The vast majority of care home residents throughout England have been offered the Covid-19 vaccine, NHS England announced on Monday, as the government aims to hit its target of providing jabs to 15m vulnerable Britons by February 15.
The UK vaccination programme is showing early momentum, with a record 598,389 people receiving their first dose in the latest 24-hour period. A total of almost 9m have now had the initial jab.
NHS England said figures set to be published on Monday were expected to show that all eligible, older residents at more than 10,000 care homes have been offered the vaccine.
It added that in a “small number of cases” coronavirus outbreaks had prevented some planned vaccinations from taking place in care homes.
Public health officials would resume vaccination visits at the homes “once it is deemed safe” to do so, said NHS England.
Mr Johnson, who last month said he hoped to offer immunisation to all eligible care home residents by the end of January, hailed the NHS England announcement as a “crucial milestone” in the race to vaccinate the most vulnerable people.
He added that “vaccines are our route out of the pandemic and, having protected 8.9 million people with a first dose so far, our rollout programme will only accelerate from here on”.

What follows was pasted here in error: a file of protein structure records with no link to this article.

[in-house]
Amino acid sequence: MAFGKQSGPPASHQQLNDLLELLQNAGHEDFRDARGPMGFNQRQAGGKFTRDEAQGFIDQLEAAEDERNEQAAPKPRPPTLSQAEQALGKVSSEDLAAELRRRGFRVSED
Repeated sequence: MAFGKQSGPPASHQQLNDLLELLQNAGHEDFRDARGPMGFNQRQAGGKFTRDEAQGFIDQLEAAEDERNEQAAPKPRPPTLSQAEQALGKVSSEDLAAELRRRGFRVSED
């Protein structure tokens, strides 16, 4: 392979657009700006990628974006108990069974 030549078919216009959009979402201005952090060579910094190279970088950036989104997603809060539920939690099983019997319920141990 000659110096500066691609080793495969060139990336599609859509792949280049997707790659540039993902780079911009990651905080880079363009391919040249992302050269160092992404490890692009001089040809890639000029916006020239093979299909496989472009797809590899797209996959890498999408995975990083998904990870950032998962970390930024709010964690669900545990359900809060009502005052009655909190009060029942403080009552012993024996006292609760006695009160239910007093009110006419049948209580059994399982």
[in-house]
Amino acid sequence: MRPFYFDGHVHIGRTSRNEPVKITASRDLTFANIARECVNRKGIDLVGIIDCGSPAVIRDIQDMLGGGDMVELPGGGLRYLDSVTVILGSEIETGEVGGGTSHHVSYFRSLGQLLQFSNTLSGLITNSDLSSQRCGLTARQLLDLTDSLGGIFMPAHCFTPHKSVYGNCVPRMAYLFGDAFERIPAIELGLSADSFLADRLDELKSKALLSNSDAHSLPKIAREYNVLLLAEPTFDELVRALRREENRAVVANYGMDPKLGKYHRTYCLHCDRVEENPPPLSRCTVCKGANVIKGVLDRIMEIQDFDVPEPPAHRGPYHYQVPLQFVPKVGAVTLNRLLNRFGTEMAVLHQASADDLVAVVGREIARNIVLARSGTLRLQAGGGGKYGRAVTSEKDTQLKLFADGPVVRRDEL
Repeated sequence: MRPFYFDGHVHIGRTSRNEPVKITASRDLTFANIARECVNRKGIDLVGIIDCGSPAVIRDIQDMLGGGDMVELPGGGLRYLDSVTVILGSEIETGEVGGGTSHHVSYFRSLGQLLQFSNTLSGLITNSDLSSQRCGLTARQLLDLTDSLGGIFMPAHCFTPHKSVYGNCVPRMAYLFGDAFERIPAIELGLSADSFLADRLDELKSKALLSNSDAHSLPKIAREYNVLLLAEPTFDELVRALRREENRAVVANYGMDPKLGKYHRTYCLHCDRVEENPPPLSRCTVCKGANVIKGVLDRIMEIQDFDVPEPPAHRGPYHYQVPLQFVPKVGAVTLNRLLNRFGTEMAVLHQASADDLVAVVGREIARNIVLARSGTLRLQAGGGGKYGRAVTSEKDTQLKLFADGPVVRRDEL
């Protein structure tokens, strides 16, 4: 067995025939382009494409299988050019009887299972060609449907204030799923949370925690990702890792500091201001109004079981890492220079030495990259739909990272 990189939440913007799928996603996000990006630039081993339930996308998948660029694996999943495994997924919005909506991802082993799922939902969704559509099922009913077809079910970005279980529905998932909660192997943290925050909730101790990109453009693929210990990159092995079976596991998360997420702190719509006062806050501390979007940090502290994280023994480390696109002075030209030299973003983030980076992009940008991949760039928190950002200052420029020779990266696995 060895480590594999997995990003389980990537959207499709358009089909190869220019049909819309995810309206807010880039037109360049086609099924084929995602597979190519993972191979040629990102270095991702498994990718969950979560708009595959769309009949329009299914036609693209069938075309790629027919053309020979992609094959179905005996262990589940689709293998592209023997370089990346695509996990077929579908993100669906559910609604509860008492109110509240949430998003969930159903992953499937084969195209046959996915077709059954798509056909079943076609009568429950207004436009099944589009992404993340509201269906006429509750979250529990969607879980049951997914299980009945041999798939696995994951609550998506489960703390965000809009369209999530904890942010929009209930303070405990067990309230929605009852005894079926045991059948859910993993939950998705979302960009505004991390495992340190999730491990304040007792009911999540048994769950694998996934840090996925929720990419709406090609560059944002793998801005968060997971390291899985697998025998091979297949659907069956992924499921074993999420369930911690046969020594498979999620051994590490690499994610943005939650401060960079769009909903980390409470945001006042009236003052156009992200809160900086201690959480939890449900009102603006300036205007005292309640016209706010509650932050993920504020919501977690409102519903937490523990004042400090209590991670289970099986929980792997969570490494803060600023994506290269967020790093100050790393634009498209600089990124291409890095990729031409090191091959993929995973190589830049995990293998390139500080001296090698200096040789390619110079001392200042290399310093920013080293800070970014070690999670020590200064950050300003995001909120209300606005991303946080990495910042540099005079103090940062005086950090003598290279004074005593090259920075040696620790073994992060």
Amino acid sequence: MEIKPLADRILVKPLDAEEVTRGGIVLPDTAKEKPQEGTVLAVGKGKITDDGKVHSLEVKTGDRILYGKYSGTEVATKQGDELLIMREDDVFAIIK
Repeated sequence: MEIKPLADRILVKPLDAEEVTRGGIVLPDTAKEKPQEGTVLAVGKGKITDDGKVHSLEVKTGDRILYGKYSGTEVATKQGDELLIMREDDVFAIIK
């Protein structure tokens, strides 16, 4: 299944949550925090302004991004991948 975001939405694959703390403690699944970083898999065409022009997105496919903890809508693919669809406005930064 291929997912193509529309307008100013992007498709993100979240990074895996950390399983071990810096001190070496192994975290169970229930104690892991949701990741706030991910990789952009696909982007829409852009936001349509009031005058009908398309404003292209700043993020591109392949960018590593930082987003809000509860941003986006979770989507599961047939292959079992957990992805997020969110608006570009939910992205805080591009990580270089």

The government’s progress with the vaccination programme comes after it was strongly criticised over some aspects of its handling of the crisis. Labour accused ministers of failing to lock down quickly enough and struggled to put in place an effective test and trace system, among other failings.
One of the greatest concerns has been how Covid-19 spread in care homes, causing 30,000 deaths during the first wave of infections last year. Patients were moved out of hospital and into care homes without testing them for the disease.
International trade secretary Liz Truss said on Sunday that the government was “absolutely confident” in its ability to hit the target of providing first doses of the vaccine to 15m people by mid-February. The 15m include older care home residents, frontline NHS workers, those aged over 70, and people deemed clinically vulnerable. She said the government was aiming to offer the vaccine to those aged over 50 by the spring, followed by all adults by the autumn.
Sir Simon Stevens, NHS England chief executive, said that over the past week, the NHS had vaccinated more than 2m people in England.
Matt Hancock told the BBC on Sunday that, while a “few tough months” lay ahead, he hoped that, by summer, the “vast majority of adults” would be vaccinated. “In six months we’ll be in the middle, I hope, of a happy and free Great British summer, the health secretary said. “I have a high degree of confidence that, by then, the vast majority of adults will have been vaccinated – and that’s not just the clinically vulnerable groups, but all groups.”